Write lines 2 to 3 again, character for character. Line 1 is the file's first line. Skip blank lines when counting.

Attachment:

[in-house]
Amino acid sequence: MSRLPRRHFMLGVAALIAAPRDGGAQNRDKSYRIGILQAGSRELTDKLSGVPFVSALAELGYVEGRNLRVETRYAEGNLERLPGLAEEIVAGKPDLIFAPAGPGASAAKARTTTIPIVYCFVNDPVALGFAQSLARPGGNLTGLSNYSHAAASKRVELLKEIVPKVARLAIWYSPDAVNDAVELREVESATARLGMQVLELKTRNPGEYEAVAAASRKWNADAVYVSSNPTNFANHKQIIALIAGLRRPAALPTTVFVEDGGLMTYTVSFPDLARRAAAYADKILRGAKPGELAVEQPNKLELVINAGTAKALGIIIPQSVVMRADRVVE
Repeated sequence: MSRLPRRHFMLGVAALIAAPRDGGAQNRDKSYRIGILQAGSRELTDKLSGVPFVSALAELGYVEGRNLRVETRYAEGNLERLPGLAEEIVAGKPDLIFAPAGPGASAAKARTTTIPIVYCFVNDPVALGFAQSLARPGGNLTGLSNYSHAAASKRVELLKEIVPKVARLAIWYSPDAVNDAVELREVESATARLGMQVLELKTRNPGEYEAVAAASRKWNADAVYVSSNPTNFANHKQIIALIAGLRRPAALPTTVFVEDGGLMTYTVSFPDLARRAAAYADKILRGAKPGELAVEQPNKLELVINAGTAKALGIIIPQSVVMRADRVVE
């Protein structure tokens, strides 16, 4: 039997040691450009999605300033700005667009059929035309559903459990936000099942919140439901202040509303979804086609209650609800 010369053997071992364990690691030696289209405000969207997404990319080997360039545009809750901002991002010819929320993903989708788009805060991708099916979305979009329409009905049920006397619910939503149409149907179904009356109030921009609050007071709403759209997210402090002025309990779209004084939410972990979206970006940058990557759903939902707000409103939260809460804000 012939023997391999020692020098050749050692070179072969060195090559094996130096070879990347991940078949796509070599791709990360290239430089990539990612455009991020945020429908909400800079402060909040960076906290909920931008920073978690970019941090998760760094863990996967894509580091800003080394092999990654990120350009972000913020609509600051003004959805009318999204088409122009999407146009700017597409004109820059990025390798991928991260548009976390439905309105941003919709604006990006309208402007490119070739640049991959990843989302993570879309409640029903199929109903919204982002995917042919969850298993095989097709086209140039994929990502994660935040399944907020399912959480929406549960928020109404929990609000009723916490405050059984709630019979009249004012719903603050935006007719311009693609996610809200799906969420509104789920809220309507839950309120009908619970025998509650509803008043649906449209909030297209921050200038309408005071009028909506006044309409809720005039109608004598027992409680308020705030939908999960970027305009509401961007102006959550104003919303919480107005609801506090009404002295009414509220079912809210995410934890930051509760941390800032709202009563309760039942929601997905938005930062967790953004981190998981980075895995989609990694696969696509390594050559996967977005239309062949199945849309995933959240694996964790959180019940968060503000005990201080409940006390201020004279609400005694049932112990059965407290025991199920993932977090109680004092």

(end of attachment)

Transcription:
Amino acid sequence: MSRLPRRHFMLGVAALIAAPRDGGAQNRDKSYRIGILQAGSRELTDKLSGVPFVSALAELGYVEGRNLRVETRYAEGNLERLPGLAEEIVAGKPDLIFAPAGPGASAAKARTTTIPIVYCFVNDPVALGFAQSLARPGGNLTGLSNYSHAAASKRVELLKEIVPKVARLAIWYSPDAVNDAVELREVESATARLGMQVLELKTRNPGEYEAVAAASRKWNADAVYVSSNPTNFANHKQIIALIAGLRRPAALPTTVFVEDGGLMTYTVSFPDLARRAAAYADKILRGAKPGELAVEQPNKLELVINAGTAKALGIIIPQSVVMRADRVVE
Repeated sequence: MSRLPRRHFMLGVAALIAAPRDGGAQNRDKSYRIGILQAGSRELTDKLSGVPFVSALAELGYVEGRNLRVETRYAEGNLERLPGLAEEIVAGKPDLIFAPAGPGASAAKARTTTIPIVYCFVNDPVALGFAQSLARPGGNLTGLSNYSHAAASKRVELLKEIVPKVARLAIWYSPDAVNDAVELREVESATARLGMQVLELKTRNPGEYEAVAAASRKWNADAVYVSSNPTNFANHKQIIALIAGLRRPAALPTTVFVEDGGLMTYTVSFPDLARRAAAYADKILRGAKPGELAVEQPNKLELVINAGTAKALGIIIPQSVVMRADRVVE